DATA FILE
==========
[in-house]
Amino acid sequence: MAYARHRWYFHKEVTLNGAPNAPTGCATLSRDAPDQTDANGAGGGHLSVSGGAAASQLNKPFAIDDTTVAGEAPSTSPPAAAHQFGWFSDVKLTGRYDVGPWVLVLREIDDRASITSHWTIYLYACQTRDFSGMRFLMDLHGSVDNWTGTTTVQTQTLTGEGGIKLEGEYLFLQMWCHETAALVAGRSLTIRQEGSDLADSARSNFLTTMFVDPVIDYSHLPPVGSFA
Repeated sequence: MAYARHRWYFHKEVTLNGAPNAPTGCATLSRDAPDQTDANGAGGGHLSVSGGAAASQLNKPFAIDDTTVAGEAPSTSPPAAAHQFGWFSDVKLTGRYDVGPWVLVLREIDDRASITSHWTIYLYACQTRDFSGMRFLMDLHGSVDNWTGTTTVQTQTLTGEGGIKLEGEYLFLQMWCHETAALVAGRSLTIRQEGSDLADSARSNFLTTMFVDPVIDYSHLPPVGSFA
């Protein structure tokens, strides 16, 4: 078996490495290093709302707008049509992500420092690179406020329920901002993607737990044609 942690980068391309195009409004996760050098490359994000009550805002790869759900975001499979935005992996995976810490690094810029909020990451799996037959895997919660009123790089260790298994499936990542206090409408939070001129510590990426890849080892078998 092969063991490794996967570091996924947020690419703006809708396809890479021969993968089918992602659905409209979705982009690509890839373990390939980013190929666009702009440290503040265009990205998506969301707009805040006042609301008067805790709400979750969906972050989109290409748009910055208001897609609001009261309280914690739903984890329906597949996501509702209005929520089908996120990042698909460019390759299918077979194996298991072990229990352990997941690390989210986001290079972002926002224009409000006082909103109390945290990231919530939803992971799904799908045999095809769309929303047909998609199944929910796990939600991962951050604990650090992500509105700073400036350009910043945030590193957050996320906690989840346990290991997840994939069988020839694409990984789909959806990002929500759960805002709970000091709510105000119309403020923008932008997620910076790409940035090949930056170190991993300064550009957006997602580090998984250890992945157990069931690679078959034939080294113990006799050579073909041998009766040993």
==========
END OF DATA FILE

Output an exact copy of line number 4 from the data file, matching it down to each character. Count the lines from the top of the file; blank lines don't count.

């Protein structure tokens, strides 16, 4: 078996490495290093709302707008049509992500420092690179406020329920901002993607737990044609 942690980068391309195009409004996760050098490359994000009550805002790869759900975001499979935005992996995976810490690094810029909020990451799996037959895997919660009123790089260790298994499936990542206090409408939070001129510590990426890849080892078998 092969063991490794996967570091996924947020690419703006809708396809890479021969993968089918992602659905409209979705982009690509890839373990390939980013190929666009702009440290503040265009990205998506969301707009805040006042609301008067805790709400979750969906972050989109290409748009910055208001897609609001009261309280914690739903984890329906597949996501509702209005929520089908996120990042698909460019390759299918077979194996298991072990229990352990997941690390989210986001290079972002926002224009409000006082909103109390945290990231919530939803992971799904799908045999095809769309929303047909998609199944929910796990939600991962951050604990650090992500509105700073400036350009910043945030590193957050996320906690989840346990290991997840994939069988020839694409990984789909959806990002929500759960805002709970000091709510105000119309403020923008932008997620910076790409940035090949930056170190991993300064550009957006997602580090998984250890992945157990069931690679078959034939080294113990006799050579073909041998009766040993």